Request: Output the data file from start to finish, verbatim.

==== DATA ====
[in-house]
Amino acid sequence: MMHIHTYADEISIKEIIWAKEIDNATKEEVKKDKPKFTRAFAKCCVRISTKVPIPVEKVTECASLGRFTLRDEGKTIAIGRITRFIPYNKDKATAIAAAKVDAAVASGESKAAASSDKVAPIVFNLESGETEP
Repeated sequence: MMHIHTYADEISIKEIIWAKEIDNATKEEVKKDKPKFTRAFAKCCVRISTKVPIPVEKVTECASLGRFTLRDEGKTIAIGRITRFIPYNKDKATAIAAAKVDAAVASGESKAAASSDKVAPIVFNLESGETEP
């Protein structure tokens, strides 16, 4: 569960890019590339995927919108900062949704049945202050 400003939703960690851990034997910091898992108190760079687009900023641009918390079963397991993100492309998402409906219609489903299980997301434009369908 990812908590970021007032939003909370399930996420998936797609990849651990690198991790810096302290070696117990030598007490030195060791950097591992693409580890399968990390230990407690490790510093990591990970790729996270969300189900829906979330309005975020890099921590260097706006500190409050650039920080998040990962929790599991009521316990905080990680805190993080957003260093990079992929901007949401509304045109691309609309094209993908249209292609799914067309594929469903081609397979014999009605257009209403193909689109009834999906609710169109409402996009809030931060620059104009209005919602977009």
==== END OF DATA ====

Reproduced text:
[in-house]
Amino acid sequence: MMHIHTYADEISIKEIIWAKEIDNATKEEVKKDKPKFTRAFAKCCVRISTKVPIPVEKVTECASLGRFTLRDEGKTIAIGRITRFIPYNKDKATAIAAAKVDAAVASGESKAAASSDKVAPIVFNLESGETEP
Repeated sequence: MMHIHTYADEISIKEIIWAKEIDNATKEEVKKDKPKFTRAFAKCCVRISTKVPIPVEKVTECASLGRFTLRDEGKTIAIGRITRFIPYNKDKATAIAAAKVDAAVASGESKAAASSDKVAPIVFNLESGETEP
């Protein structure tokens, strides 16, 4: 569960890019590339995927919108900062949704049945202050 400003939703960690851990034997910091898992108190760079687009900023641009918390079963397991993100492309998402409906219609489903299980997301434009369908 990812908590970021007032939003909370399930996420998936797609990849651990690198991790810096302290070696117990030598007490030195060791950097591992693409580890399968990390230990407690490790510093990591990970790729996270969300189900829906979330309005975020890099921590260097706006500190409050650039920080998040990962929790599991009521316990905080990680805190993080957003260093990079992929901007949401509304045109691309609309094209993908249209292609799914067309594929469903081609397979014999009605257009209403193909689109009834999906609710169109409402996009809030931060620059104009209005919602977009």